Writer: Chris Yambar
Artists: Phil Oritz, Mike DeCarlo, Nathan Hamill & Art Villanueva(c)
This is a fun Simpsons summertime themed anthology of original stories. Chris Yambar contributes three, with the latter dovetailing from former. Tony Digerolamo adds four shorter tales, and Mary Trainor completes the book with a two page gag.
The Simpsons and most of Springfield attend their county fair, which was long ago established by the television series. Yambar pits Bart against Professor Frink in a classic carney trick given a scientific twist. The Professor has built a 'bot that can estimate your weight, but Bart comes up with a clever and plausible way to thwart the calculating machine.
As Yambar's plot unfolds, Oritz, DeCarlo, Hamill and Villanueva combine forces for vibrantly colored panel-packed detail and stunning spotlight moments. For instance, we get to literally see inside the Simpsons during what would be on the series a dramatic musical cue by Alf Clausen, and if this story were an episode of The Simpsons, the viewer would be stopping tape or DVD every second to catch all the sight gags serving as backdrop.
The consequences of that story play as a running gag in the second and third story by Yambar. The second story brings Lisa and Bart to a Geek Show. The geeks however turn out to be familiar residents of the strange little town. This time Bart and Lisa do not get the best of their antagonists, but Lisa has an amusing epiphany as they walk away.
Bart in the last story used up all his tickets, and in this story Homer and surprisingly Marge laugh at "The Boy" since this is pattern. Bart however decides to get even, at least with Homer. What transpires is a tour de farce calling back to the many chases Homer has conducted against Bart. The artwork piles onto Homer and instills smiles through zany visuals as much as the set up. The first story concludes at the climax of the final tale, and so ends a hilarious county fair.
Mary Trainor is up next. Her short plays on Mad Magazine, and there's an almost surreal quality in the nature of the protagonist vs. antagonist. Jason Ho's direction of the story multiplies the panels without the use of the copy and paste function. As a result the art is organic, and the incremental changes can be better appreciated. Mike Rote lends weight to Ho's pencils, and Robert Stanley chooses some complimentary night-time colors that imbue atmosphere.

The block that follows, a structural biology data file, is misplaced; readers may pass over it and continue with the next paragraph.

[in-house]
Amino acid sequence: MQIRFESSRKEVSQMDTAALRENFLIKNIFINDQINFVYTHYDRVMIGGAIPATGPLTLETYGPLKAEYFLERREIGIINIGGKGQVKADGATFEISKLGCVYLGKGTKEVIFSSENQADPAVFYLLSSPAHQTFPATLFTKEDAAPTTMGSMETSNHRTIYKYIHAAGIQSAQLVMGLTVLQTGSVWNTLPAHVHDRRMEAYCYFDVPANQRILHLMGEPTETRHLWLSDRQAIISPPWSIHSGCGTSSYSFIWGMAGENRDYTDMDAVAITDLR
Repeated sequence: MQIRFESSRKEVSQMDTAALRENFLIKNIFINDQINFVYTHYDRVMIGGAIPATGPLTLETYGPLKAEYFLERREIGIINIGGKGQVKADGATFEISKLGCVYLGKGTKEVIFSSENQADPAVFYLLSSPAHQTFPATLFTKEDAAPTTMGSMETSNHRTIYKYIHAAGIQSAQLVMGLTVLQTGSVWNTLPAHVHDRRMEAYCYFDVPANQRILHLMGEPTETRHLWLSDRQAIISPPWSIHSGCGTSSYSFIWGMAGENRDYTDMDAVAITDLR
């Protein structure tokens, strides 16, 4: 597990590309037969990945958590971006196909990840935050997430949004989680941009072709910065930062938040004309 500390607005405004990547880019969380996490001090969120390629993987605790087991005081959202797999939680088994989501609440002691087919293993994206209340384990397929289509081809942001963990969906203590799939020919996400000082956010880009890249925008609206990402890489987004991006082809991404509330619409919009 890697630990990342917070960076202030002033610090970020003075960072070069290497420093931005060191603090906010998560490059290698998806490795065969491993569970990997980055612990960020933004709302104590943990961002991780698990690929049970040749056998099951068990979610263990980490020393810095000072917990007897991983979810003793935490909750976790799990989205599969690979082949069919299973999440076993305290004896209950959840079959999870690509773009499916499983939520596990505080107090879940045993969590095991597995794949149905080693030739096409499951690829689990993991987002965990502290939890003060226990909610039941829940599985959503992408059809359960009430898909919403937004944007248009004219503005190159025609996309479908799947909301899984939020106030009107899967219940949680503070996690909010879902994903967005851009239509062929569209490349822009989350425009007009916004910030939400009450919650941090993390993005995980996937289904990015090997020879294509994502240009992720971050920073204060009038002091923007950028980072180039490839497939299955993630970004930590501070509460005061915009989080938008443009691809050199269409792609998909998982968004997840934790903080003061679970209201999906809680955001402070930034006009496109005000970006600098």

The rest of the book belongs to Digerolamo. "Homer's Guide to the Beach" reads like a deranged Disney short featuring Goofy. Homer however doesn't just suffer from nature. He gives horrid, inaccurate and funny advice. Marcos Asprec, Howard Shum and Chris Ungar do a spectacular job. Their attention to what would simply be considered filler by "serious" artists gives a surprising layer of depth. Asprec for instance chooses an odd angle in one panel. Ungar layers the yellow skin with brown tan and Shum's inking forces perspective in a wide panel shot.
Digerolamo's summer reading plan for "Bart Simpson's Report on Francis Scott Key" allows for the resurfacing of one of Bart's fantasies: that of a British rock and roller from the sixties. Bart's original fantasy involved his dream incarnation being stoned out of his mind and in a complete state of disrepair. Bart's imagery in this story gives his alter-ego a more even keel and lets Oritz, DeCarlo and Stanley conceive an "old timey" version of Springfield's denizens in attractive, co-ordinated period fashions. As well, the Brits invade in the form of impresive caricatures.
The final story "Homer Beats the Heat" refers to a classic sight in the series--Homer and Bart camping out in their underwear in front of an open refrigerator. Digerolamo comes up with some fairly ingenious, idiotic and therefore characteristic, ways for Homer to fight the power. His last method is stupid and laugh out loud funny, more so because in a skewed way it works. Here Oritz and DeCarlo show off their mastery of Simpsons expressions, and Stanley brings hilarity to the multiplicity of color in the final scene.
The final story illustrated by Joey Niles, Rote and Stanley again surprises with its attentiveness. Digerolamo's script "The Last Day of Summer Vacation" gets into Bart's mind and rifles through his multiple aspects.
If you have some spare change after your comic book day haul The Simpsons Summer Shindig is worth adding to your collection. It's a forty-eight page ad-free book of superior fun and exhibits absolute toil by the artists.
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